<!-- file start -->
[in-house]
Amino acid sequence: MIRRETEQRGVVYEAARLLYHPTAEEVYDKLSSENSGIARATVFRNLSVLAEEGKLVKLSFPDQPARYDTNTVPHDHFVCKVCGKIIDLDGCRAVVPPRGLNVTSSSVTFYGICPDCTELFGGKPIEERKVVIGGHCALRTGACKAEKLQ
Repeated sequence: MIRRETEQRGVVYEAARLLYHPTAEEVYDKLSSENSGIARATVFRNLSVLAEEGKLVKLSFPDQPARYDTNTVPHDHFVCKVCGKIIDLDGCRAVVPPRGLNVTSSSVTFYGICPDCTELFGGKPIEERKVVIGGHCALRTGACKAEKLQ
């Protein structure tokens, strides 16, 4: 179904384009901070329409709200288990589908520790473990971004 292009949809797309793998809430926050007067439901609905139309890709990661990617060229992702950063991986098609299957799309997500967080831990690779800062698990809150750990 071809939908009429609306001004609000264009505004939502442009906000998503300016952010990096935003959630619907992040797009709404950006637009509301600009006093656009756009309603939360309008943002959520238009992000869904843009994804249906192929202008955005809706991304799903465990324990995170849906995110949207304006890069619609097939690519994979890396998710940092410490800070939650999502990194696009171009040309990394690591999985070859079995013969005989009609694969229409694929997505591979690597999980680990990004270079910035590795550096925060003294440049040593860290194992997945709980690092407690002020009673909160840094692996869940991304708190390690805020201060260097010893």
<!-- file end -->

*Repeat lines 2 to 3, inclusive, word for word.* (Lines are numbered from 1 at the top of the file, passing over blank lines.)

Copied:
Amino acid sequence: MIRRETEQRGVVYEAARLLYHPTAEEVYDKLSSENSGIARATVFRNLSVLAEEGKLVKLSFPDQPARYDTNTVPHDHFVCKVCGKIIDLDGCRAVVPPRGLNVTSSSVTFYGICPDCTELFGGKPIEERKVVIGGHCALRTGACKAEKLQ
Repeated sequence: MIRRETEQRGVVYEAARLLYHPTAEEVYDKLSSENSGIARATVFRNLSVLAEEGKLVKLSFPDQPARYDTNTVPHDHFVCKVCGKIIDLDGCRAVVPPRGLNVTSSSVTFYGICPDCTELFGGKPIEERKVVIGGHCALRTGACKAEKLQ